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Collaboration, progress and emerging themes in mine-water heating, cooling and storage

BGS, the Coal Authority and IEA Geothermal held the third Mine Water Energy Symposium to enhance collaboration and knowledge exchange around the world.

17/05/2023 By BGS Press
Mine water discharge
Cefn Hengoed mine water discharge, South Wales. BGS © UKRI.

Many countries have signed up to commitments towards net zero carbon dioxide (CO2) emissions and, together with the continuing war in Ukraine and wider increases in energy prices, interest in all forms of secure, low-carbon energy sources is accelerating. We are starting to see how geothermal technologies can provide real solutions in the transition to net zero.

Using the world’s disused mining infrastructure to decarbonise the heating and cooling of buildings is one such technology. With heat demand commonly close to old mines, it is a solution through which people and communities can also be engaged in a just energy transition.

Banner of logos of organisers of the Mine Water Energy Symposium: BGS, Coal Authority and IEA Geothermal

The Mine Water Energy Symposium

To share research, innovation, policy, application, licencing and regulation of mine-water energy schemes across the world, International Energy Agency (IEA) Geothermal and the UK Government supported the Mine Water Energy Symposium. Now in its third year, the free, online symposium has gone from strength to strength; the April 2023 event had to be extended in length due to the number of speakers offering talks! There were 215 attendees at Mine Water Energy 2023 from 18 countries.

Current schemes

Speakers from across industry, universities and regulators shared their knowledge and experience on a wide range of topics. One group of talks provided updates on mine-water energy schemes already in place or in the exploration stage from Germany, Spain, UK, USA and Canada. These talks demonstrated the size (hundreds of houses plus industrial or municipal buildings) of mine-water heat, cool and storage resources that are being used. An emerging theme was around successful integration with other technologies, for example solar-thermal and integration in fifth generation district heating and cooling networks.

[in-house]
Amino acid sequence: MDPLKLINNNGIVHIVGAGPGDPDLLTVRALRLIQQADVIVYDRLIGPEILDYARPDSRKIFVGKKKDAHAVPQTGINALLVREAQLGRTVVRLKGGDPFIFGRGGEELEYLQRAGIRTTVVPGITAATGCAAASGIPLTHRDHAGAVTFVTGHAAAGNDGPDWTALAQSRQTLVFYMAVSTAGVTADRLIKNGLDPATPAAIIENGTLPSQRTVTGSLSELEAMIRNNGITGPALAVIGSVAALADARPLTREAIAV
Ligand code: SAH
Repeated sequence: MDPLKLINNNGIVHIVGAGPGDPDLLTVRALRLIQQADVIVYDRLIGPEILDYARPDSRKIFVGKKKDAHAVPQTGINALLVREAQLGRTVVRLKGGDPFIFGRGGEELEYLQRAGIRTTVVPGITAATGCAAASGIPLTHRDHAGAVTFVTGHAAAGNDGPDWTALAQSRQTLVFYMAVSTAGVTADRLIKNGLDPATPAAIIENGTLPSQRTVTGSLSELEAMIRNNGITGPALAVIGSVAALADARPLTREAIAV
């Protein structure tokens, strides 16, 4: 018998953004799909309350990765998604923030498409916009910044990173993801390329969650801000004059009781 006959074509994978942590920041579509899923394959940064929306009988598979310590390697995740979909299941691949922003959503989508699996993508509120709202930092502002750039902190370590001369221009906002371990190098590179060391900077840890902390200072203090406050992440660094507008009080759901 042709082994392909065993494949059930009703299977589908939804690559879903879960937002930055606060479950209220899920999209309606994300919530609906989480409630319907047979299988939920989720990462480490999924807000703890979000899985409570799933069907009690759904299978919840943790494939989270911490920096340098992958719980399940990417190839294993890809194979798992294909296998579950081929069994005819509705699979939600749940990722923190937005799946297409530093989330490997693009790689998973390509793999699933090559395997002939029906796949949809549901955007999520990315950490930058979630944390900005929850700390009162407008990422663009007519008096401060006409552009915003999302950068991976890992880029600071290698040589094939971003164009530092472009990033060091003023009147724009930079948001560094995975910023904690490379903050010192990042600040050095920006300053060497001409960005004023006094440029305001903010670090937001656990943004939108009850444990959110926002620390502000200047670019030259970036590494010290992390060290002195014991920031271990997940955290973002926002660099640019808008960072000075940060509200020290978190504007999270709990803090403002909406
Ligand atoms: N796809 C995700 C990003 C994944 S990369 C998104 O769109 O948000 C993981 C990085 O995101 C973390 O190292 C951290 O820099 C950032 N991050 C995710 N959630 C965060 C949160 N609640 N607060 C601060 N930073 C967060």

Modelling mine-water energy systems

Cutting-edge modelling of mine-water energy systems was illustrated in several talks, applied to the size and sustainability of the heat resource as well as the geomechanical stability. Models were not theoretical; they were quantified using data from active mine-water schemes. The significant potential for further at-scale quantification, calibration and monitoring at the UK Geoenergy Observatory in Glasgow and the ‘Living Lab’ in Gateshead were also described. Experimental and analytical work examining changes in in-rock properties under heat and flow changes and geomicrobiological processes provided insight into controlling processes that could affect mine-water heat operations.

Thermal storage

An important emerging theme at the 2023 symposium was investigating thermal storage in disused mines and shafts for balancing intermittent electricity supply, for use of waste heat (for example from data centres) and to maintain long-term sustainability of temperature. The significant scale of potential storage was also highlighted. Interesting discussions included considering whether thermal storage would improve the economic case for mine-water heat schemes.

Raising awareness of mine-water energy

A number of talks covered economic, social and regulatory aspects. Community ownership and participation for a just, place-based energy transition provided a different perspective to speakers covering the opportunities offered by government-led heat zoning that could provide certainty to investors. The role of raising awareness with appropriate groups (for example housebuilders) was highlighted and a new mine-water heat resource map for Scotland was presented as a first step to guiding non-users to the opportunity.

Regulatory needs

Finally, a lively discussion followed presentations on an integrated regulatory and permitting regime in England, the needs of commercial operators and investors, and grant funding timelines for data and decisions. The symposium discussion ended with the aim of collectively articulating the data and regulatory needs for enhanced mine-water energy deployment and to raise awareness of these with decision makers.


Recordings of the presentations are available.


Thank you to all the speakers and attendees for their contributions at Mine Water Energy 2023. We’re taking feedback from attendees and discussions are underway about next year, possibly for a hybrid event. We hope to see you all again next year.

Mine-water energy expert group

The IEA mine water energy expert group aims to take forward these themes in its work throughout the year. Volunteers are welcome to join the group to contribute their knowledge and expertise by emailing (

About the authors

Alison Monaghan leads mine-water energy research at BGS and is the science lead for the UK Geoenergy Observatory in Glasgow.

Gareth Farr is head of heat and by-product innovation at the Coal Authority.

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